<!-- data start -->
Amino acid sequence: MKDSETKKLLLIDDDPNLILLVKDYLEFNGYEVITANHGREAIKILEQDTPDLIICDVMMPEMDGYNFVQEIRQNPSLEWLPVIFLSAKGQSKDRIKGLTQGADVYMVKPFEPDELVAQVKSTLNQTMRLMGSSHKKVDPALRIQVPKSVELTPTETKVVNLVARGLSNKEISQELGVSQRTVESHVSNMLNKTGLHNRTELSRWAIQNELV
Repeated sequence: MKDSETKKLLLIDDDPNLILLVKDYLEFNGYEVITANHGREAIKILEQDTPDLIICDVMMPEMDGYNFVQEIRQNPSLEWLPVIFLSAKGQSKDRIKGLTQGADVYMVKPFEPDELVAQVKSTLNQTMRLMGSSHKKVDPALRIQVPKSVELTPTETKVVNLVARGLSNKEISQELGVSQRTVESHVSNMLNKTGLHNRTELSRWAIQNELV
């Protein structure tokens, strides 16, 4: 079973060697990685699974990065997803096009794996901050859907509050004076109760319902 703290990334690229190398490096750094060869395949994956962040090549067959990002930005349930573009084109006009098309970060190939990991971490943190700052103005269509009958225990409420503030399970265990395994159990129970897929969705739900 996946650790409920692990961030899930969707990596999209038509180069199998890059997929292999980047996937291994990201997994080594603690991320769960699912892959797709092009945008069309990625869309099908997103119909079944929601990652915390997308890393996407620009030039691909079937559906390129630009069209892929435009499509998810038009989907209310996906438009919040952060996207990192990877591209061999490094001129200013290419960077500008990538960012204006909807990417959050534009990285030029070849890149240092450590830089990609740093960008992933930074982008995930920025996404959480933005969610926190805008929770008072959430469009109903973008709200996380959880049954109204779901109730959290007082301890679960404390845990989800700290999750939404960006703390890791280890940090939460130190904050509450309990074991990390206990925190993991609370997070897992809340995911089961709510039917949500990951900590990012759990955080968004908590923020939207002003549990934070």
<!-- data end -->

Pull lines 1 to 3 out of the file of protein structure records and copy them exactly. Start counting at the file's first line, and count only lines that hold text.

Amino acid sequence: MKDSETKKLLLIDDDPNLILLVKDYLEFNGYEVITANHGREAIKILEQDTPDLIICDVMMPEMDGYNFVQEIRQNPSLEWLPVIFLSAKGQSKDRIKGLTQGADVYMVKPFEPDELVAQVKSTLNQTMRLMGSSHKKVDPALRIQVPKSVELTPTETKVVNLVARGLSNKEISQELGVSQRTVESHVSNMLNKTGLHNRTELSRWAIQNELV
Repeated sequence: MKDSETKKLLLIDDDPNLILLVKDYLEFNGYEVITANHGREAIKILEQDTPDLIICDVMMPEMDGYNFVQEIRQNPSLEWLPVIFLSAKGQSKDRIKGLTQGADVYMVKPFEPDELVAQVKSTLNQTMRLMGSSHKKVDPALRIQVPKSVELTPTETKVVNLVARGLSNKEISQELGVSQRTVESHVSNMLNKTGLHNRTELSRWAIQNELV
């Protein structure tokens, strides 16, 4: 079973060697990685699974990065997803096009794996901050859907509050004076109760319902 703290990334690229190398490096750094060869395949994956962040090549067959990002930005349930573009084109006009098309970060190939990991971490943190700052103005269509009958225990409420503030399970265990395994159990129970897929969705739900 996946650790409920692990961030899930969707990596999209038509180069199998890059997929292999980047996937291994990201997994080594603690991320769960699912892959797709092009945008069309990625869309099908997103119909079944929601990652915390997308890393996407620009030039691909079937559906390129630009069209892929435009499509998810038009989907209310996906438009919040952060996207990192990877591209061999490094001129200013290419960077500008990538960012204006909807990417959050534009990285030029070849890149240092450590830089990609740093960008992933930074982008995930920025996404959480933005969610926190805008929770008072959430469009109903973008709200996380959880049954109204779901109730959290007082301890679960404390845990989800700290999750939404960006703390890791280890940090939460130190904050509450309990074991990390206990925190993991609370997070897992809340995911089961709510039917949500990951900590990012759990955080968004908590923020939207002003549990934070």